PROMOTING AGRICULTURE: Two University of Missouri students will represent agriculture at national and state functions as Missouri Farm Bureau ambassadors during 2022. Jacob Hall (left) and Jessica Janorschke (center) were welcomed to their new post by Missouri Farm Bureau President Garrett Hawkins during the organization’s annual meeting in December.

Janorschke represented Buchanan County Farm Bureau and is the daughter of John and Michelle Janorschke of St. Joseph. The Janorschkes also work off the farm. However, they own some acreage managed for wildlife and pollinators, and also cash-rent land for corn and soybeans. Janorschke is a junior at the University of Missouri-Columbia majoring in agribusiness management.

On campus, Janorschke is involved in public relations efforts Rocking Against MS, the Missouri Alpha Chapter of Pi Beta Phi Fraternity for Women and Mizzou’s Homecoming Steering Committee. She is also a Collegiate Farm Bureau member and has served hundreds of community service hours for many organizations. The honor student is a Jerry Litton and Borlaug scholar. As a student at DeKalb High School, Janorschke was involved in FFA and served as state FFA vice president and area FFA president. She raised Jack Russell terriers as her SAE project in high school. After graduating, she plans to work as a marketing strategist.

Each ambassador receives a $2,500 educational scholarship.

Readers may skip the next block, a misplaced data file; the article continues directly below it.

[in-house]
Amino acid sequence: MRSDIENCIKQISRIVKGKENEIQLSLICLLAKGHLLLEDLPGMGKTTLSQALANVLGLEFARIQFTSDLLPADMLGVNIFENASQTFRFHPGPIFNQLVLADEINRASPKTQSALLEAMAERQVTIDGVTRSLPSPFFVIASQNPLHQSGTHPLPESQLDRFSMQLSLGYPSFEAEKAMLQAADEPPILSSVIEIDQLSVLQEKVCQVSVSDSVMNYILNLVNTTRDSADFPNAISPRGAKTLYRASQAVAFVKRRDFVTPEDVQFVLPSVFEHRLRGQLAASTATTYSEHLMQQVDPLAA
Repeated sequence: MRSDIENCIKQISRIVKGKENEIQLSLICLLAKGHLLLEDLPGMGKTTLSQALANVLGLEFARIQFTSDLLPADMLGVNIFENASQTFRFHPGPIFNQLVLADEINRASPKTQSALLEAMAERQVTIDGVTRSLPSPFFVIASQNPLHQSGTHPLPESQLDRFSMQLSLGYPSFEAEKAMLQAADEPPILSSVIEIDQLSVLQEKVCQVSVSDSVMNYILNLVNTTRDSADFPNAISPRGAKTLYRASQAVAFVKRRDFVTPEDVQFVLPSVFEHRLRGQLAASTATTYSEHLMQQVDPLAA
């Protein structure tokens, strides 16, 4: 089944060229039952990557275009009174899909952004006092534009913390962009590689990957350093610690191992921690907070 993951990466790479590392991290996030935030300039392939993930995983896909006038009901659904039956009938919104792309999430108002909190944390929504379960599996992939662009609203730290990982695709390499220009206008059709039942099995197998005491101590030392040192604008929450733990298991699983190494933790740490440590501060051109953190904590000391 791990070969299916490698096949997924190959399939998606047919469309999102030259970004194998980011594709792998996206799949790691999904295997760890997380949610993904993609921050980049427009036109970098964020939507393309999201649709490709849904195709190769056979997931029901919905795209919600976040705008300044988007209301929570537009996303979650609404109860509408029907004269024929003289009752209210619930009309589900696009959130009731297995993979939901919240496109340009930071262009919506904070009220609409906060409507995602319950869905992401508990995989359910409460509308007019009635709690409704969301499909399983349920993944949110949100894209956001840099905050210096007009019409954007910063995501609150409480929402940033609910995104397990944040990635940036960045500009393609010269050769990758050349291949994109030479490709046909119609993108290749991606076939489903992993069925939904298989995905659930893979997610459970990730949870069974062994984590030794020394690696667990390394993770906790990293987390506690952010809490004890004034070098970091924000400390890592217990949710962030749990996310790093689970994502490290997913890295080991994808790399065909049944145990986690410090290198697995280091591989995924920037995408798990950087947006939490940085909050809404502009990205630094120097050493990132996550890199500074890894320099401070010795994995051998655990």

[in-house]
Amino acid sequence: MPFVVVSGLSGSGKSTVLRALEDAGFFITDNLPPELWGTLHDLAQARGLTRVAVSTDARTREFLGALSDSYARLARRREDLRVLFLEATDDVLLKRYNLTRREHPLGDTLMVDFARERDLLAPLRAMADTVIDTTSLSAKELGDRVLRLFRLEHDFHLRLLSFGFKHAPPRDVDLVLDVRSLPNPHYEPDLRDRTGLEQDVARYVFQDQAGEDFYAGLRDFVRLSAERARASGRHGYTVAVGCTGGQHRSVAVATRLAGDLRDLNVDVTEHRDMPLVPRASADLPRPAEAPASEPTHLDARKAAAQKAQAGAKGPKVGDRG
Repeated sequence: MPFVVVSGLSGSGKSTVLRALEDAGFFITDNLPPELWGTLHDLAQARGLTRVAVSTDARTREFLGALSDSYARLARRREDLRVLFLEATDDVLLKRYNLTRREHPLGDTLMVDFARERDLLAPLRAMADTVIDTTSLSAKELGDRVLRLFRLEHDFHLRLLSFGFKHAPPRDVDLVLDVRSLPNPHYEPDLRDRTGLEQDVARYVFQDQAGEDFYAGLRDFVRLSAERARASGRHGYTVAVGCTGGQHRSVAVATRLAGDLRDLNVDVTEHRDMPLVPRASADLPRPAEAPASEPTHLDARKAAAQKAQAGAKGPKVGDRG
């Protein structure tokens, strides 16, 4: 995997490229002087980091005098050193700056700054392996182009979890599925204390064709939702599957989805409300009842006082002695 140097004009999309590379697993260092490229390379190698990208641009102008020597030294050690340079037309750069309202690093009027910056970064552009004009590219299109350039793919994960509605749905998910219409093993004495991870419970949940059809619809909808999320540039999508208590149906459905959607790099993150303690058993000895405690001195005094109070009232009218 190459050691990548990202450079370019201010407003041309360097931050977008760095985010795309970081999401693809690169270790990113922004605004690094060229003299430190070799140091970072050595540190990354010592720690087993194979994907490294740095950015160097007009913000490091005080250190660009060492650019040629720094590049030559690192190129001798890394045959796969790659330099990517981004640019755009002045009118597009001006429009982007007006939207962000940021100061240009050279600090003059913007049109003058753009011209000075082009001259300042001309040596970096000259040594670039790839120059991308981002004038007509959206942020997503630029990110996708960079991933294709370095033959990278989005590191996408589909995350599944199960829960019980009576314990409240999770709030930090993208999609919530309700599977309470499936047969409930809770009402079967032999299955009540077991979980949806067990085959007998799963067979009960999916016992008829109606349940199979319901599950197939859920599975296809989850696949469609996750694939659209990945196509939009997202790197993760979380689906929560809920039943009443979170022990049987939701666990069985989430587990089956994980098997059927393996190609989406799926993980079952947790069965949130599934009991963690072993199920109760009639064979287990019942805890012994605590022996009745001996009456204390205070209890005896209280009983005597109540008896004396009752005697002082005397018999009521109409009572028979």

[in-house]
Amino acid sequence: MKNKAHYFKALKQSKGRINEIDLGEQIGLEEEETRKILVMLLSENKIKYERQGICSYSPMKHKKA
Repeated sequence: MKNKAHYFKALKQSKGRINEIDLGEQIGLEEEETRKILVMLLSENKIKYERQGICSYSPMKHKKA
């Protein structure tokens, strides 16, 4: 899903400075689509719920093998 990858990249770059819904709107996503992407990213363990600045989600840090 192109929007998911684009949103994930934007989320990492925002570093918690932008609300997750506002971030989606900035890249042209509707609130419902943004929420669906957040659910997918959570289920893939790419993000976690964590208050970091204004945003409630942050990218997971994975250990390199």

About the Author(s)

Mindy Ward

Editor, Missouri Ruralist

Mindy resides on a small farm just outside of Holstein, Mo, about 80 miles southwest of St. Louis.

After graduating from the University of Missouri-Columbia with a bachelor’s degree in agricultural journalism, she worked briefly at a public relations firm in Kansas City. Her husband’s career led the couple north to Minnesota.

There, she reported on large-scale production of corn, soybeans, sugar beets, and dairy, as well as, biofuels for The Land. After 10 years, the couple returned to Missouri and she began covering agriculture in the Show-Me State.

“In all my 15 years of writing about agriculture, I have found some of the most progressive thinkers are farmers,” she says. “They are constantly searching for ways to do more with less, improve their land and leave their legacy to the next generation.”

Mindy and her husband, Stacy, together with their daughters, Elisa and Cassidy, operate Showtime Farms in southern Warren County. The family spends a great deal of time caring for and showing Dorset, Oxford and crossbred sheep.